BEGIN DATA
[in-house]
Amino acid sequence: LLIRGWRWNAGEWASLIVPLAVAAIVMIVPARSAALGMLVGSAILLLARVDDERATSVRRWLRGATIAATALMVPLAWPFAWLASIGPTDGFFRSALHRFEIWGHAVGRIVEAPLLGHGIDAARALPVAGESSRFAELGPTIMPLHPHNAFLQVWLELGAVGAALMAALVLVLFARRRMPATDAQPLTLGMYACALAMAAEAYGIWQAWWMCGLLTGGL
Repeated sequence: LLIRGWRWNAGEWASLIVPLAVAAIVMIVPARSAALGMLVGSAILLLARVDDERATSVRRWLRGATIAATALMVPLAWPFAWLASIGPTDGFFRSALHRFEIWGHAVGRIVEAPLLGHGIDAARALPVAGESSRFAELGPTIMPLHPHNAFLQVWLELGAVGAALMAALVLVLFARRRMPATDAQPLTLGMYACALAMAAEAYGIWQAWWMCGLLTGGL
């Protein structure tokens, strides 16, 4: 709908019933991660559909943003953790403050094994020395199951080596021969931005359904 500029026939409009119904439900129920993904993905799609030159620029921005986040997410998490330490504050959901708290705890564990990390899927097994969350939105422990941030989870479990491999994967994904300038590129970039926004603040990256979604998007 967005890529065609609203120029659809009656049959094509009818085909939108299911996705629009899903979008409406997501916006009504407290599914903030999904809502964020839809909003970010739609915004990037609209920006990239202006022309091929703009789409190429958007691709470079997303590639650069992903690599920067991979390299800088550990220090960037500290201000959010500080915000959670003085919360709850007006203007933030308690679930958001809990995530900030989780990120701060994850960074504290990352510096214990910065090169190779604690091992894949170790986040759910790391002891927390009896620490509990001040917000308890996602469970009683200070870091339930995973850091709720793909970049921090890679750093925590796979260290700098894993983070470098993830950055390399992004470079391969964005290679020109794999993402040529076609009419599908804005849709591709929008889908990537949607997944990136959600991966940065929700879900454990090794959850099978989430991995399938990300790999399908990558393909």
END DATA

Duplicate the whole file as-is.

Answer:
[in-house]
Amino acid sequence: LLIRGWRWNAGEWASLIVPLAVAAIVMIVPARSAALGMLVGSAILLLARVDDERATSVRRWLRGATIAATALMVPLAWPFAWLASIGPTDGFFRSALHRFEIWGHAVGRIVEAPLLGHGIDAARALPVAGESSRFAELGPTIMPLHPHNAFLQVWLELGAVGAALMAALVLVLFARRRMPATDAQPLTLGMYACALAMAAEAYGIWQAWWMCGLLTGGL
Repeated sequence: LLIRGWRWNAGEWASLIVPLAVAAIVMIVPARSAALGMLVGSAILLLARVDDERATSVRRWLRGATIAATALMVPLAWPFAWLASIGPTDGFFRSALHRFEIWGHAVGRIVEAPLLGHGIDAARALPVAGESSRFAELGPTIMPLHPHNAFLQVWLELGAVGAALMAALVLVLFARRRMPATDAQPLTLGMYACALAMAAEAYGIWQAWWMCGLLTGGL
């Protein structure tokens, strides 16, 4: 709908019933991660559909943003953790403050094994020395199951080596021969931005359904 500029026939409009119904439900129920993904993905799609030159620029921005986040997410998490330490504050959901708290705890564990990390899927097994969350939105422990941030989870479990491999994967994904300038590129970039926004603040990256979604998007 967005890529065609609203120029659809009656049959094509009818085909939108299911996705629009899903979008409406997501916006009504407290599914903030999904809502964020839809909003970010739609915004990037609209920006990239202006022309091929703009789409190429958007691709470079997303590639650069992903690599920067991979390299800088550990220090960037500290201000959010500080915000959670003085919360709850007006203007933030308690679930958001809990995530900030989780990120701060994850960074504290990352510096214990910065090169190779604690091992894949170790986040759910790391002891927390009896620490509990001040917000308890996602469970009683200070870091339930995973850091709720793909970049921090890679750093925590796979260290700098894993983070470098993830950055390399992004470079391969964005290679020109794999993402040529076609009419599908804005849709591709929008889908990537949607997944990136959600991966940065929700879900454990090794959850099978989430991995399938990300790999399908990558393909």